Every so often, a food ‘scare/scandal’ story will appear in the media about the ingredients in foods that we buy or consume daily. For instance, a few years ago, it was about horse meat being found in burgers sold by various supermarkets. Much of the reaction to that revelation verged on repugnance that discerning palates may have unwitting consumed a piece of Dobbin. There was also the concern that there was no mention of a horse on the label.
One of the questions it raised was, what’s really in our food? For instance, the British may not be fond of horse meat but it appears they’re quite happy to crunch or chew their way through insects without a second thought. This might induce a retching feeling in your throat but a bit of insect is probably what you’re sending towards your gut every time you consume anything which includes the additive E120.
It’s found in anything from alcohol to cakes and sweets. Also known as carmine or cochineal, it’s a red colouring derived from – wait for it – crushed carcasses of a cactus-feeding scale insect. Very nourishing.
Or how about E904 (aka shellac, confectioner’s glaze, gum-lac etc). It’s a natural polymer derived from certain species of lice from India. Shellac is used in wood stain and protectant. Oh yes, and in chocolates, sweets and soft drinks. Nearly two decades ago, pupils in class 4CH at Anderton Park primary school in Birmingham discovered that one of their favourite snacks, Walkers cheese and onion crisps, weren’t strictly cheese and onion.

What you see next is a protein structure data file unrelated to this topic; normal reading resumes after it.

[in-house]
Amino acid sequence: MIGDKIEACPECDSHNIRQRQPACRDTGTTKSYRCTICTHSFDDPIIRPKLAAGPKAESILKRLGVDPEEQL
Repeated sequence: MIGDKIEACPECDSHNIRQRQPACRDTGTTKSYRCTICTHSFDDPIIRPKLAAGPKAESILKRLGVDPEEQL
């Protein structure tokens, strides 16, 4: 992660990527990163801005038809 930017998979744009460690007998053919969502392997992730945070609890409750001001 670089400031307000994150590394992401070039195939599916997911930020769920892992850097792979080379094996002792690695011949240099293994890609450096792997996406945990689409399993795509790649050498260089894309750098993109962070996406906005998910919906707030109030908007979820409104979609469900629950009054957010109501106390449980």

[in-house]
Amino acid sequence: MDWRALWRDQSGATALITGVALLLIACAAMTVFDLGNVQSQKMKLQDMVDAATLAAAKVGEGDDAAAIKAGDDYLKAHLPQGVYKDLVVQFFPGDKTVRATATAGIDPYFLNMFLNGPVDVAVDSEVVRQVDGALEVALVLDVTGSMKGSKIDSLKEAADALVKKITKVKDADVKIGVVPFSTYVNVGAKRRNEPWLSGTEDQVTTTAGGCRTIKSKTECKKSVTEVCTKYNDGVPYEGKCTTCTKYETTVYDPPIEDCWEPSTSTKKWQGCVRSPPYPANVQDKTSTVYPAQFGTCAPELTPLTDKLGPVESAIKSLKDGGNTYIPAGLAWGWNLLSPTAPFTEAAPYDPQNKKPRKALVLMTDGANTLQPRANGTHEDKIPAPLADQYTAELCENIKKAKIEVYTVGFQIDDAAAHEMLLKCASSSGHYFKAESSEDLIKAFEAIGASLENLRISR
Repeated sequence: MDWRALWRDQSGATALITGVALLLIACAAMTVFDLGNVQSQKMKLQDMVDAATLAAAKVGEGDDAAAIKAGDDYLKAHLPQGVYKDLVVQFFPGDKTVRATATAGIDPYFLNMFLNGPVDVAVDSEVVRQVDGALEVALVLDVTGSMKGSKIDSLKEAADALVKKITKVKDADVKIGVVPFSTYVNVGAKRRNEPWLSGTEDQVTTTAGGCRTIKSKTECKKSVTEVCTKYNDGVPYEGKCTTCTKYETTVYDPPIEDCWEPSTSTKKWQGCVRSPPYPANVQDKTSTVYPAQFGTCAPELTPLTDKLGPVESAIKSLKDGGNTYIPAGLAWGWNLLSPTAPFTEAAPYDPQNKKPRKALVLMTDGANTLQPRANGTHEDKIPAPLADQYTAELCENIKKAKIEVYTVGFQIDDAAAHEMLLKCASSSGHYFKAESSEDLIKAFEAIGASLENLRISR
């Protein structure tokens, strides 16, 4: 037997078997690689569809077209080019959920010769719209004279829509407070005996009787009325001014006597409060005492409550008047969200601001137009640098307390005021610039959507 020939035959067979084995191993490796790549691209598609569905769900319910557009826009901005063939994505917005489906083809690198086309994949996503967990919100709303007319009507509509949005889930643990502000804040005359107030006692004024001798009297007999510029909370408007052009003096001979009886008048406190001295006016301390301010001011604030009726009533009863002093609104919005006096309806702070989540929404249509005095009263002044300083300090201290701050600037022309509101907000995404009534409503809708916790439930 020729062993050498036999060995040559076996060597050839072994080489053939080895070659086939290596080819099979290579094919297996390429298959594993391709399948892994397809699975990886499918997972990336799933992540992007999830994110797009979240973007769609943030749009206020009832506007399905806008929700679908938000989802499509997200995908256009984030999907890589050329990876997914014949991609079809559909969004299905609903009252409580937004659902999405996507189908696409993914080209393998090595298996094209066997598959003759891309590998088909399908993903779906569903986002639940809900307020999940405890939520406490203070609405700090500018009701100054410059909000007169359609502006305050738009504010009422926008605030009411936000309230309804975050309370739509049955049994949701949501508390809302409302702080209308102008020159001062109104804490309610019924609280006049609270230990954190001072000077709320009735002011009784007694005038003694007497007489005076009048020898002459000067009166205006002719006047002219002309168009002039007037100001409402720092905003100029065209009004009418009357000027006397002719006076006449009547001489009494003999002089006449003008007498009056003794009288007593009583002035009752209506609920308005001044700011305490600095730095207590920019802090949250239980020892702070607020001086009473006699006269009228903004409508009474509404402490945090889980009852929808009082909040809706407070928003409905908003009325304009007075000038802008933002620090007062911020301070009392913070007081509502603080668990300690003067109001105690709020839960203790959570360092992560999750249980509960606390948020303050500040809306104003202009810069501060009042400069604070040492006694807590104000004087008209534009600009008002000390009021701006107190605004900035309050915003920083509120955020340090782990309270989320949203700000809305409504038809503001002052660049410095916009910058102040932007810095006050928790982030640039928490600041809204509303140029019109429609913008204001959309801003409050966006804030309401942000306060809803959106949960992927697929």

They contained, among other things, animal extract. Their campaign was taken up by the press and BBC’s Watchdog programme. It led to the company changing the ingredients and agreeing to label which of their products were suitable for vegetarians.
Walkers were back in the news in more recent times concerning a similar theme. About 4 years ago, it started adding animal ingredients to some of its crisp products, making them unsuitable for vegetarians.
Last year, it reversed that policy with a company spokesman stating: “We can confirm that we have made adjustments to the seasonings we use on Walkers Smoky Bacon and Roast Chicken Flavoured crisps and that they are now suitable for vegetarians.”
A rare (if not the only) instance when bacon and chicken could be consumed, guilt-free, by vegetarians. Add to that the following: “Beef & Onion and Cheddar Cheese & Bacon have always been suitable for vegetarians,” said Walkers.
One moral from this – always check the label as the contents can change, which is perhaps understandable. What’s not understandable is why bottled drinking water should be labelled ‘V – suitable for vegetarians’ as I discovered with one supermarket product. It’s possible the filtration process adds animal-derived ingredients to it, so it’s always worth having a look at the bottle, for even ‘natural’ water may not be as natural as you think.
Alongside the worry of how ‘unknown’ ingredients may find their way into the food chain is the concern we should have over our lack of knowledge about the ‘legitimate’ components of foods and drinks. For religious, ethical or medical reasons, some of us peer closely at the labelling trying to determine if something’s suitable for consumption. It’s not a fool-proof method or an exact science.
For most of us though, it’s a case of ‘ooh, that looks tasty, good price, buy it’ without giving a second thought to what’s actually in it. Anyone fancy a liceburger?
Mohammed Ilyas is Press and Publicity Manager for Islamic Help. The views expressed here are his personal opinions and not necessarily those of his employer.